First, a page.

The “words” of Jesus here are all of his sayings, commands, and promises. Collectively they are the “word” mentioned in v. 3 that makes us clean before God. This is all the words not only of Jesus in the Gospels but also of the prophets and the apostles since they spoke and write at the movement of Christ’s Spirit and spoke and wrote words about Christ.
These words of Christ “must so lodge in the disciple’s mind and heart that conformity to Christ, obedience to Christ, is the most natural (supernatural?) thing in the world.” (D. A. Carson, John, 517). Now we see why this is much more than mere obedience, mere outward conformity to a set of rules.
Jesus and the Word of God are so closely connected that they are interchangeable. The Bible is the written Word of God which testifies to Christ who is the Living Word of God (John 5:39). That’s why the Bible itself is said to be “alive and powerful (Heb. 4:12).
So this verse is telling us that one vital and important way that Christ abides in us is through His Word. And as we grow in the knowledge of His Word it begins to permeate our thoughts, our feelings, our choices, our very souls, just like nourishment from the vine flows through to each branch. The vine gives life to the branch this way and this is how our vine, Christ, gives life and spiritual vitality to each of us, too.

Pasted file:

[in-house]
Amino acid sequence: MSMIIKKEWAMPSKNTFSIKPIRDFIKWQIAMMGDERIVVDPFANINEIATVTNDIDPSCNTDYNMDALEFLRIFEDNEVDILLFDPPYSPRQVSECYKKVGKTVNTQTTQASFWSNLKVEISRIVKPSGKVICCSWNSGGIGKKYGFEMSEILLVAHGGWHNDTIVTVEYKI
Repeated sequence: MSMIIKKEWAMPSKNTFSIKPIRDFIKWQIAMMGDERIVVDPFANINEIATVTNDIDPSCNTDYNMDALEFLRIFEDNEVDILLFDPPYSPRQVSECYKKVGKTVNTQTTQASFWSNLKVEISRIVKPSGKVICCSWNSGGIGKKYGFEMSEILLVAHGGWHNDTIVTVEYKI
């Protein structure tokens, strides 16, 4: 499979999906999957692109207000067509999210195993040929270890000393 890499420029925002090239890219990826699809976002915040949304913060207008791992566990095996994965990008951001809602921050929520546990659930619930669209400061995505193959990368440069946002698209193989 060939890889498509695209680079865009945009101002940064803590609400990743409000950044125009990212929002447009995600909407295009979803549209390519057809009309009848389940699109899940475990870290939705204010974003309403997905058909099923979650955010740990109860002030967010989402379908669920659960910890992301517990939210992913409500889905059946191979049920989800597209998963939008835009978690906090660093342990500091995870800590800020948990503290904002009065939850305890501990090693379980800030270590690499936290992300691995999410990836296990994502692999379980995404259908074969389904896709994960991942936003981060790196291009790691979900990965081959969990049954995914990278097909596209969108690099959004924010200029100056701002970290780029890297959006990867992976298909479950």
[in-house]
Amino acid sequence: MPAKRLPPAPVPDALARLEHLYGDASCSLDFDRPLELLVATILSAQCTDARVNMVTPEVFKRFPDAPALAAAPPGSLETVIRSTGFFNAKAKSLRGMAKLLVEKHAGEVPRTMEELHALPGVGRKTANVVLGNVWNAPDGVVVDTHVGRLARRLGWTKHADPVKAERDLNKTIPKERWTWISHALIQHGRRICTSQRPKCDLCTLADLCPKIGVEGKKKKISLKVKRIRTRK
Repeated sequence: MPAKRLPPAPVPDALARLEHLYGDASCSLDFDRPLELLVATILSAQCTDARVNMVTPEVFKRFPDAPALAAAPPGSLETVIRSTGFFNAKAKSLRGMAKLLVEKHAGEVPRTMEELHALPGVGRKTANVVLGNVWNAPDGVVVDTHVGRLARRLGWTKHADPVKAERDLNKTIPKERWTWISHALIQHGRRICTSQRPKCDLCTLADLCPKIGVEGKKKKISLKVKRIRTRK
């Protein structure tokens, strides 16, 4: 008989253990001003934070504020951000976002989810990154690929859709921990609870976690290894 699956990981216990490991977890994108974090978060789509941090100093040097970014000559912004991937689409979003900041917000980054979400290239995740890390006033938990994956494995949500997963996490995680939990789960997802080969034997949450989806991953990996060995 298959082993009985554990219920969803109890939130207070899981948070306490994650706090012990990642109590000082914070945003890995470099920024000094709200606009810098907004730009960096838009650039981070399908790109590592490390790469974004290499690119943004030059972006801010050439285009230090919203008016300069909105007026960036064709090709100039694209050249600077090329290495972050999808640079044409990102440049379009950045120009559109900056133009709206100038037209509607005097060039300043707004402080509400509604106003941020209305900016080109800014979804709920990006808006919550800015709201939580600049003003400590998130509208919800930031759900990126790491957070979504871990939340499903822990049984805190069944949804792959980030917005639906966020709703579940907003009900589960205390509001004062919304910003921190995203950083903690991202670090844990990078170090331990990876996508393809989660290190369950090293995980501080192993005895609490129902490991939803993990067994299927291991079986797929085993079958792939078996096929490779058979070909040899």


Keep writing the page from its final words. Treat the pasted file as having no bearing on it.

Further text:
When we live in that power of that spiritual vitality brought about by the Word and communicated to us through the Spirit, we begin to bear fruit, not the kind of fruit that we think or that the world thinks is necessary, but the kind of fruit that such a divine branch would produce, fruit that is pleasing to God.
This is the context in which we must understand the promise about prayer at the end of v. 7. How does this happen? Obviously you have to be coming into regular contact with the Word through reading it and hearing it preached but the way the Spirit of Christ connects that Word to us is through prayer.
When we have such a vital, life-giving connection to the Word through prayer, we develop new hearts that desire only what God desires so that we pray and God truly gives us the “desires of our hearts” (Psalm 37:4) but this only comes after we have learned to so delight ourselves in the Lord that we desire only what He desires.
It is only as we are drawing life and spiritual vitality from the vine that we become not merely outwardly obedient, but develop such an inward connection to the life-giving force of the vine that it is like we aren’t even having to think in terms of obedience because we are made to desire the very things that Christ desires.
When I do what I want to do I don’t think of it in terms of obeying myself, I just do what I want. When the life of Christ flows through you as a believer, you will live in obedience to His commands, but you don’t even think of it as being obedience so much as you simply have learned to desire what Christ desires for you.